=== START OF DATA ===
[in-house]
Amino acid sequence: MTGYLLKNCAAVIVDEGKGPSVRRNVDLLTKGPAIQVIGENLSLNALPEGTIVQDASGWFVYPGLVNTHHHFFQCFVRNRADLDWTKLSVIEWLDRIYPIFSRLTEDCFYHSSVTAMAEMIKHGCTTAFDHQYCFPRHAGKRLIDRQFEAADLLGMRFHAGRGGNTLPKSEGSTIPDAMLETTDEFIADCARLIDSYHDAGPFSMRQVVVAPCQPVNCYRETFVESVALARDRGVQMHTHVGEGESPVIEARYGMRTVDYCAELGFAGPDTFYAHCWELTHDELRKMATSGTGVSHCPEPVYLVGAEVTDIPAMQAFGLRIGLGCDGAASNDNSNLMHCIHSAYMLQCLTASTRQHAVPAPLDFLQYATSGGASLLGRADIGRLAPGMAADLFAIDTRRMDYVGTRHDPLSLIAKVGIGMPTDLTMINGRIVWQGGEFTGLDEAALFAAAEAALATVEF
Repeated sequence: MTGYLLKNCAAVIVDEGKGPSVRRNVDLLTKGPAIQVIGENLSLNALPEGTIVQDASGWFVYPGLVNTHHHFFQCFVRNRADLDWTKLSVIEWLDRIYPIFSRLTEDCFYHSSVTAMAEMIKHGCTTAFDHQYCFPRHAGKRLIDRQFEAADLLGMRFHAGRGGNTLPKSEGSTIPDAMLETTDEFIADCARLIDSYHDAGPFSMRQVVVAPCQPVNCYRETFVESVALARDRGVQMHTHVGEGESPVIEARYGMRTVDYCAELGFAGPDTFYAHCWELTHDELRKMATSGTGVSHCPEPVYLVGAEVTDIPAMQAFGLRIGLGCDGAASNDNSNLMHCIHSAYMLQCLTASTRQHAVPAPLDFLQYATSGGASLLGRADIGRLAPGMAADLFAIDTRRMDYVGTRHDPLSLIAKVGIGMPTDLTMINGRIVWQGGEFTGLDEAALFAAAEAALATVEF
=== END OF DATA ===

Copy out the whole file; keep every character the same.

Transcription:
[in-house]
Amino acid sequence: MTGYLLKNCAAVIVDEGKGPSVRRNVDLLTKGPAIQVIGENLSLNALPEGTIVQDASGWFVYPGLVNTHHHFFQCFVRNRADLDWTKLSVIEWLDRIYPIFSRLTEDCFYHSSVTAMAEMIKHGCTTAFDHQYCFPRHAGKRLIDRQFEAADLLGMRFHAGRGGNTLPKSEGSTIPDAMLETTDEFIADCARLIDSYHDAGPFSMRQVVVAPCQPVNCYRETFVESVALARDRGVQMHTHVGEGESPVIEARYGMRTVDYCAELGFAGPDTFYAHCWELTHDELRKMATSGTGVSHCPEPVYLVGAEVTDIPAMQAFGLRIGLGCDGAASNDNSNLMHCIHSAYMLQCLTASTRQHAVPAPLDFLQYATSGGASLLGRADIGRLAPGMAADLFAIDTRRMDYVGTRHDPLSLIAKVGIGMPTDLTMINGRIVWQGGEFTGLDEAALFAAAEAALATVEF
Repeated sequence: MTGYLLKNCAAVIVDEGKGPSVRRNVDLLTKGPAIQVIGENLSLNALPEGTIVQDASGWFVYPGLVNTHHHFFQCFVRNRADLDWTKLSVIEWLDRIYPIFSRLTEDCFYHSSVTAMAEMIKHGCTTAFDHQYCFPRHAGKRLIDRQFEAADLLGMRFHAGRGGNTLPKSEGSTIPDAMLETTDEFIADCARLIDSYHDAGPFSMRQVVVAPCQPVNCYRETFVESVALARDRGVQMHTHVGEGESPVIEARYGMRTVDYCAELGFAGPDTFYAHCWELTHDELRKMATSGTGVSHCPEPVYLVGAEVTDIPAMQAFGLRIGLGCDGAASNDNSNLMHCIHSAYMLQCLTASTRQHAVPAPLDFLQYATSGGASLLGRADIGRLAPGMAADLFAIDTRRMDYVGTRHDPLSLIAKVGIGMPTDLTMINGRIVWQGGEFTGLDEAALFAAAEAALATVEF